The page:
Behold the tiny oyster.
No, not on the half-shell, with a squirt of lemon, but in its watery habitat, the Choptank River. Out there on a reef with many other oysters, the bivalve is awesome, a janitor that helps remove pollution with incredible efficiency.
A reef seeded with oysters by the state of Maryland — about 130 oysters per square meter — removed 20 times more nitrogen pollution from stuff such as home lawn and farm fertilizer in one year than a nearby site that had not been seeded, according to a recently released study.
The upshot, said Lisa Kellogg, a researcher for the Virginia Institute of Marine Science who led the four-year study, is that oyster reefs could potentially remove nearly half of nitrogen pollution from that one river on Maryland’s Eastern Shore “if you took all the areas suitable for restoration and restored them.” A wider restoration could help clean the Chesapeake Bay, where the Choptank and other major rivers drain.
It is a huge deal, Kellogg said. Man-made nitrogen pollution is part of a one-two punch that creates oxygen-depleted dead zones that have bedeviled the bay. At one time, when oyster reefs were so mountainous and plentiful that European explorers complained about navigating around them, the Chesapeake was crystal clear.
Oyster reefs are more than just the rocks of ages. They are the ultimate mixed-use development, inhabited by more than 24,500 marine animals that are not oysters — mussels, clams and sea squirts, to name a few — that also filter nitrogen.
Excessive harvesting of oysters, combined with massive farm and urban pollution, depleted the bivalves, denuded reefs and clouded the water by the 1980s. About that time, two diseases, Dermo and MSX, came out of nowhere to decimate the stock of oysters in Maryland and Virginia.
Oysters in those two states are experiencing a modest recovery because of the restoration and farming known as aquaculture.
In Virginia, 236,200 bushels of oysters were harvested two years ago, up from 79,600 bushels in 2005. Maryland took in 121,000 bushels in 2011, nearly 95,000 more than 2005.
Kellogg and her fellow researchers wanted to show that oyster reefs could greatly improve water quality and are worth the millions of dollars being invested in their restoration.
They also hoped to build on previous studies that had depended on simulations to estimate nitrogen removal at oyster reefs. Their study, started in 2009, used actual measurements of nitrogen levels.
“There was a huge amount of interest in nitrogen removal,” said Jeff Cornwell, a researcher at the University of Maryland Center for Environmental Science who contributed to the study.
The researchers measured the amount of nitrogen gas production in water channels on a reef near the Emerson C. Harrington Bridge on the Choptank at Cambridge. They did the same at a site where restoration had not occurred.
The study was funded by NRG Energy.
“The rates we’ve seen in the Choptank for removal is the highest we’ve seen anywhere,” Cornwell said. “The . . . results are so promising. As we develop data sets we can calculate what oysters did when they were a larger population.”
Bivalves scarf up phytoplankton that consume nitrogen. Phytoplankton produce algae blooms that die, turn into a sticky black goo and suck oxygen — needed by pretty much every inhabitant of bay tributaries — from the water. Dead zones deplete the bay of life and rob predators such as eagles and osprey of food.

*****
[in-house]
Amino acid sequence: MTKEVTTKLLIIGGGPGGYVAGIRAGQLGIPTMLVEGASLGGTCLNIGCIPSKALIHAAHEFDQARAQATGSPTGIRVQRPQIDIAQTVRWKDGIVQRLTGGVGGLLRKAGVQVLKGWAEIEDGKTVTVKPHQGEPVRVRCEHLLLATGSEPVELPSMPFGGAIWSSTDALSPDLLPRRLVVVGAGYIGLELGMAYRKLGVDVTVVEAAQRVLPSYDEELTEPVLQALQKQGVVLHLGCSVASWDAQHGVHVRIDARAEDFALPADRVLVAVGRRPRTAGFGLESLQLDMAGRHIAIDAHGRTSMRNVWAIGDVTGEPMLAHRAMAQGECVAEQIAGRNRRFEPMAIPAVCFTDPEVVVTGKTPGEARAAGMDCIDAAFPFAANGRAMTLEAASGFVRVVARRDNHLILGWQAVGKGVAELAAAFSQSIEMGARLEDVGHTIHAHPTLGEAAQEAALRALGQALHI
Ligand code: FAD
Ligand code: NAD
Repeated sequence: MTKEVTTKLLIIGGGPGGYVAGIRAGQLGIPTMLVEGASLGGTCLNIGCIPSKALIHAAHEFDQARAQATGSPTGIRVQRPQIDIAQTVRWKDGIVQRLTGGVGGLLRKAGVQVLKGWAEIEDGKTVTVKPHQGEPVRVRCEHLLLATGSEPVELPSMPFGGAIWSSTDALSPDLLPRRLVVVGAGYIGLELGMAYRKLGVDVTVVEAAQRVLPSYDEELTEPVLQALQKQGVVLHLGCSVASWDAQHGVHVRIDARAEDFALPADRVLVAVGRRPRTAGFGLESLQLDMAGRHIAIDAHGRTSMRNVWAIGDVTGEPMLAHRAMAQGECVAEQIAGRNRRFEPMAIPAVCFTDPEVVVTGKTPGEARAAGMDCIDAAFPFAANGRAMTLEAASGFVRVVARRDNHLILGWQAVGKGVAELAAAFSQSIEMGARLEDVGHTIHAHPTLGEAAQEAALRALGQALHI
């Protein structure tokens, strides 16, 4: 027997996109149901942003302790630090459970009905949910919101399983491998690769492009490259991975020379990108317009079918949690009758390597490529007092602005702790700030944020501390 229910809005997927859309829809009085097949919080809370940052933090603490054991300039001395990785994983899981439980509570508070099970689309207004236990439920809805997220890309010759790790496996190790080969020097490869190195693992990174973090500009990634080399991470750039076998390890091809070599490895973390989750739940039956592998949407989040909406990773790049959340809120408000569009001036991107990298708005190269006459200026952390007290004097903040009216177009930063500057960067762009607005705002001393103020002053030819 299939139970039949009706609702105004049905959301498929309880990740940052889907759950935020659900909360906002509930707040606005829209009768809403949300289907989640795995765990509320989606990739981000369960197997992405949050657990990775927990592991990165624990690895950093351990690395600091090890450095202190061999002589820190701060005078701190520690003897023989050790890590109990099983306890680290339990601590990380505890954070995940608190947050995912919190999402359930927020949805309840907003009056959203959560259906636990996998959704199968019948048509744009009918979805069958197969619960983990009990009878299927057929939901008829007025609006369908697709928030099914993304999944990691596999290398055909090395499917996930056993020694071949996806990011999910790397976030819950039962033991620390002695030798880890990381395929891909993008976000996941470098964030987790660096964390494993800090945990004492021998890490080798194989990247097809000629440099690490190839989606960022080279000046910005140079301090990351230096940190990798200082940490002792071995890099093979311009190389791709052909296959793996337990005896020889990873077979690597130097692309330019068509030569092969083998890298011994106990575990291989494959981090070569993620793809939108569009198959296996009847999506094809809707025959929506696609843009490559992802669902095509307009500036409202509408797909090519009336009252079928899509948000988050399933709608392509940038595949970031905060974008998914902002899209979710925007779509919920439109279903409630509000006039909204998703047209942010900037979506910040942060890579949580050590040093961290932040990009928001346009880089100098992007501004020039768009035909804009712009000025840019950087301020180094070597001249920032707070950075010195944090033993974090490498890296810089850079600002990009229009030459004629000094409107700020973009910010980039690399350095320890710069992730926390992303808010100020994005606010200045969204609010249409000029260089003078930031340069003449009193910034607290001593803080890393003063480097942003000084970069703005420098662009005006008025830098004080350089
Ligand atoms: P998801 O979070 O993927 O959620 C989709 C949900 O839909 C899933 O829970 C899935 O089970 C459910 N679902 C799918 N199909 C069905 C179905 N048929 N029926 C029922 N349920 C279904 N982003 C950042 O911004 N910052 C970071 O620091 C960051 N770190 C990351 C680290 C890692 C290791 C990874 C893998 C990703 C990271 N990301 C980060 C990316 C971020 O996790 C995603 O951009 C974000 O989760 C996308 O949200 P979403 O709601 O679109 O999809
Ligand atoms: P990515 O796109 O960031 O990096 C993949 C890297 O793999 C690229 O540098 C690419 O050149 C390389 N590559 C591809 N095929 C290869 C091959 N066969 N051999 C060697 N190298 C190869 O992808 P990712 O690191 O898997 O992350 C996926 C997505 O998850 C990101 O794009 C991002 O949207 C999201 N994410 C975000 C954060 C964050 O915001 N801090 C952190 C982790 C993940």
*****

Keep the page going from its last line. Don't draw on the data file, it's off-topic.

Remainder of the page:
When oysters and other creatures eat phytoplankton, they poop it into dark areas of the reef where microorganisms feed. Those organisms convert the nitrogen to nitrogen gas that wafts into the atmosphere, Kellogg said.
“The good news about oysters is if we do it right and give them a chance . . . they produce huge numbers of eggs each year,” she said. “It’s a prolific species that can provide this habitat again, to the extent that we allow it.”
That message hasn’t fallen on deaf ears. This month, Virginia plans to embark on its largest state-funded oyster replenishment in history, focusing on sites in the James, York, and Rappahannock rivers and in the Chesapeake in Pocomoke and Tangier sounds, according to the Virginia Marine Resources Commission.
The state has already created huge sanctuaries in public waters where watermen are restricted to harvesting oysters on a rotating basis about every two years. In March, the Virginia Marine Police hit 10 people with 115 charges related to oyster violations.
Maryland has been even more aggressive about restoring oyster habitat, pouring $50 million into oyster recovery over the past 16 years. Oyster harvesting is forbidden by the state on a quarter of the bars where they grow; violations can draw fines of up to $25,000 and as many as 15 years in prison.
For years, Maryland scientists at the Horn Point Oyster Hatchery in Cambridge have put oysters in the mood to mate, bathing them in warm water tanks. When the vibe is right, the males spew sperm, the females spread eggs and, soon, larvae develop.
The larvae live on a steady diet of algae until they develop into spat — like teenagers ready to move on to shells of their own. Millions are taken by boat onto the Choptank and Harris Creek and dropped onto reefs.
Cornwell and Kellogg hope their work will encourage states to fulfill a mission to create 98 acres of reef a year — even though the diseases that kill the bivalves continue to be a threat.
“You have to leave them out, have them develop a resistance and have a self-sustaining population,” he said. “There has to be a jump-start to have the oysters come back in a more natural way.”
Cornwell paused for a few seconds, thinking about the risk. “If they’re all dead soon, you have to evaluate the value,” he said.